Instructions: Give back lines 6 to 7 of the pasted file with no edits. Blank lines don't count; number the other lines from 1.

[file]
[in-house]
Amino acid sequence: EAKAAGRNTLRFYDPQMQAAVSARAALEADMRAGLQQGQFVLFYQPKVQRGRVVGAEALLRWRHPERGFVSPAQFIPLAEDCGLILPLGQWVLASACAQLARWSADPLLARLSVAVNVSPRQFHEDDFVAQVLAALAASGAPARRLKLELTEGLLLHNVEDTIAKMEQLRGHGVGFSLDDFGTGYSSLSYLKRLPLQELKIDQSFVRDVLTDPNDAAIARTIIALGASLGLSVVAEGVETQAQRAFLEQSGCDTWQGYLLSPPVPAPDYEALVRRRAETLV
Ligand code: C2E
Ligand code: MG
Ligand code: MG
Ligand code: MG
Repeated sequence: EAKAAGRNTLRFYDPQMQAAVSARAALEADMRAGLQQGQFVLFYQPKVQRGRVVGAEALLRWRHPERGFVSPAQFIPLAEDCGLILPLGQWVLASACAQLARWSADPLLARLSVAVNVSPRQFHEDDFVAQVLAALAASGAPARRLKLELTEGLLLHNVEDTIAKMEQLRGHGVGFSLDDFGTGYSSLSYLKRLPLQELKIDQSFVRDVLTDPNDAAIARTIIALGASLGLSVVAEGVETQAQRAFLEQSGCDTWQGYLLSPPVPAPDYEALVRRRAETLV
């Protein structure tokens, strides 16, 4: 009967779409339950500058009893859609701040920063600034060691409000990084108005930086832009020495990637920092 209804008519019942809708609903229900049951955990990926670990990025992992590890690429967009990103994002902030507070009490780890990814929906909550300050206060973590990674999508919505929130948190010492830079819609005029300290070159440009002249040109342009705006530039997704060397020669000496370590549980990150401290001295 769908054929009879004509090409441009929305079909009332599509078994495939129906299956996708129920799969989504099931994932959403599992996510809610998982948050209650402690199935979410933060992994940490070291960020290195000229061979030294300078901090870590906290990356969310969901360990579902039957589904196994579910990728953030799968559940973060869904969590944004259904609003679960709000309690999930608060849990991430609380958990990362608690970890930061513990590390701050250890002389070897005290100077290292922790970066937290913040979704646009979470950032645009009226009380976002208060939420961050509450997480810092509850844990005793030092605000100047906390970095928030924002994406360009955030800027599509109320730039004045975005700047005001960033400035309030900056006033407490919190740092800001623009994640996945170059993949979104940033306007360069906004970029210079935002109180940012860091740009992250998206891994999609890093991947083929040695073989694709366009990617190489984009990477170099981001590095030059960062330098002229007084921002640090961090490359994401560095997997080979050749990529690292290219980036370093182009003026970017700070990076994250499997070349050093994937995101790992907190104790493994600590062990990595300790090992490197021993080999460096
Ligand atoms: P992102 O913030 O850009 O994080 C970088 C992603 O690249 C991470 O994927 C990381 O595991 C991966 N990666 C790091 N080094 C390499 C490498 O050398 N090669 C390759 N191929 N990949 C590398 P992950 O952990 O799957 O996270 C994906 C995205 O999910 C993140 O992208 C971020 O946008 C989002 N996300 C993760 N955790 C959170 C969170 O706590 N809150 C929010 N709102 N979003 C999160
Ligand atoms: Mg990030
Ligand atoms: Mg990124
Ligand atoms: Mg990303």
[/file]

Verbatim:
Ligand code: MG
Repeated sequence: EAKAAGRNTLRFYDPQMQAAVSARAALEADMRAGLQQGQFVLFYQPKVQRGRVVGAEALLRWRHPERGFVSPAQFIPLAEDCGLILPLGQWVLASACAQLARWSADPLLARLSVAVNVSPRQFHEDDFVAQVLAALAASGAPARRLKLELTEGLLLHNVEDTIAKMEQLRGHGVGFSLDDFGTGYSSLSYLKRLPLQELKIDQSFVRDVLTDPNDAAIARTIIALGASLGLSVVAEGVETQAQRAFLEQSGCDTWQGYLLSPPVPAPDYEALVRRRAETLV